Overdosing can reduce the number of function of various kinds of blood cells, including loss of red blood cells, methemoglobinemia, and loss of white blood cells.[12]

Pharmacology[edit]

Mechanism of action[edit]

Primaquine is lethal to P. vivax and P. ovale in the liver stage, and also to P. vivax in the blood stage through its ability to do oxidative damage to the cell. However, the exact mechanism of action is not fully understood.[6]

Pharmacokinetics[edit]

Primaquine is well-absorbed in the gut and extensively distributed in the body without accumulating in red blood cells. Administration of primaquine with food or grapefruit juice increases its oral bioavailibity.[13] In blood, about 20% of circulating primaquine is protein-bound, with preferential binding to the acute phase protein orosomucoid. With a half-life on the order of 6 hours, it is quickly metabolized by liver enzymes to carboxyprimaquine, which does not have anti-malarial activity. Renal excretion of the parent drug is less than 4%.[6][14]

Chemistry[edit]

Primaquine is an analog of pamaquine which was the first drug of the 8-aminoquinoline class; tafenoquine is another such drug.[10]

History[edit]

Primaquine was first made by Robert Elderfield of Columbia University in the 1940s as part of a coordinated effort led by the Office of Scientific Research and Development in World War II to develop anti-malarial drugs to protect and treat soldiers fighting in the Pacific theater.[10][15]

Society and culture[edit]

It is on the World Health Organization's List of Essential Medicines, the most important medications needed in a basic health system.[7]

It is a generic drug and is available under many brand names worldwide, including Jasoprim, Malirid, Neo-Quipenyl, Pimaquin, Pmq, Primachina, Primacin, Primaquina, Primaquine , Primaquine diphosphate, Primaquine Phosphate, and Remaquin.[16]

Research[edit]

Primaquine has been studied in animal models of Chagas disease and was about four times as effective as the standard of care, nifurtimox.[3]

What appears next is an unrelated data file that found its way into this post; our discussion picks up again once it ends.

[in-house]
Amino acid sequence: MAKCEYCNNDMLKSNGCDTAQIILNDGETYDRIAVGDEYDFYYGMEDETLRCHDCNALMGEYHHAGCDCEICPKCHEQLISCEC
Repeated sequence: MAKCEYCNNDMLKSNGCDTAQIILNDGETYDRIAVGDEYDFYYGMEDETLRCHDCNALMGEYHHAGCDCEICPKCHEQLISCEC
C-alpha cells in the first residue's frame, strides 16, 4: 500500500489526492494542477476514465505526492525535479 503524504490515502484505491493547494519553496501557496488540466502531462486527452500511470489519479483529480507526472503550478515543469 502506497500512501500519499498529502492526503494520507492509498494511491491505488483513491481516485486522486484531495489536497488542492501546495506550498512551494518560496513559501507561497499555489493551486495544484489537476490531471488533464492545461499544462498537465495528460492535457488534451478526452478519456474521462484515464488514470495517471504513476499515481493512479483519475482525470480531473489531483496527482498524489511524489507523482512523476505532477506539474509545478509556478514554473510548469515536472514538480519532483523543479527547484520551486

References[edit]

  1. ^ Mihaly GW, Ward SA, Edwards G, et al. (1985). "Pharmacokinetics of primaquine in man. I. Studies of the absolute bioavailability and effects of dose size". Br J Clin Pharmacol. 19 (6): 745–50. doi:10.1111/j.1365-2125.1985.tb02709.x. PMC 1463857Freely accessible. PMID 4027117. 
  2. ^ a b c d e f "Primaquine Phosphate". The American Society of Health-System Pharmacists. Retrieved 2 December 2016. 
  3. ^ a b c d Vale, Nuno; Moreira, Rui; Gomes, Paula (March 2009). "Primaquine revisited six decades after its discovery". European Journal of Medicinal Chemistry. 44 (3): 937–953. doi:10.1016/j.ejmech.2008.08.011. PMID 18930565. 
  4. ^ a b c d e f Arguin, Paul M.; Tan, Kathrine R. (2016). "Malaria - Chapter 3". In Brunette, Gary W. CDC Health Information for International Travel 2016 (Yellow Book). CDC and Oxford University Press. ISBN 978-0-19-937915-6. 
  5. ^ a b Hamilton, Richart (2015). Tarascon Pocket Pharmacopoeia 2015 Deluxe Lab-Coat Edition. Jones & Bartlett Learning. p. 57. ISBN 9781284057560. 
  6. ^ a b c d Hill, D. R.; Baird, J. K.; Parise, M. E.; Lewis, L. S.; Ryan, E. T.; Magill, A. J. (2006). "Primaquine: Report from CDC expert meeting on malaria chemoprophylaxis I". The American journal of tropical medicine and hygiene. 75 (3): 402–15. PMID 16968913. 
  7. ^ a b "WHO Model List of EssentialMedicines" (PDF). World Health Organization. October 2013. Retrieved 22 April 2014. 
  8. ^ "Primaquine". International Drug Price Indicator Guide. Retrieved 3 December 2016. 
  9. ^ a b c "Treatment of Malaria (Guidelines For Clinicians)" (PDF). CDC. July 2013. 
  10. ^ a b c d Baird JK, Rieckmann KH (March 2003). "Can primaquine therapy for vivax malaria be improved?". Trends Parasitol. 19 (3): 115–20. doi:10.1016/S1471-4922(03)00005-9. PMID 12643993. 
  11. ^ a b Single dose primaquine as a gametocytocide in Plasmodium falciparum malaria. Geneva, Switzerland: World Health Organization. October 2012. Retrieved 2 January 2014. 
  12. ^ a b c d e "Primaquine label" (PDF). FDA. November 2007. Retrieved 10 November 2016. 
  13. ^ Cuong BT, Binh VQ, Dai B, et al. Does gender, food or grapefruit juice alter the pharmacokinetics of primaquine in healthy subjects? British Journal of Clinical Pharmacology. 2006;61(6):682-689. doi:10.1111/j.1365-2125.2006.02601.x.
  14. ^ Pubchem. "PRIMAQUINE | C15H21N3O - PubChem". pubchem.ncbi.nlm.nih.gov. Retrieved 2016-11-09. 
  15. ^ Edgcomb JH, Arnold J, Young EH, et al. (1950). "Primaquine, SN 13272, a new curative agent in vivax malaria; a preliminary report.". Journal National Malaria Society. 9 (4): 285–92. PMID 14804087. 
  16. ^ "Primaquine brand names". Drugs.com. Retrieved 10 November 2016.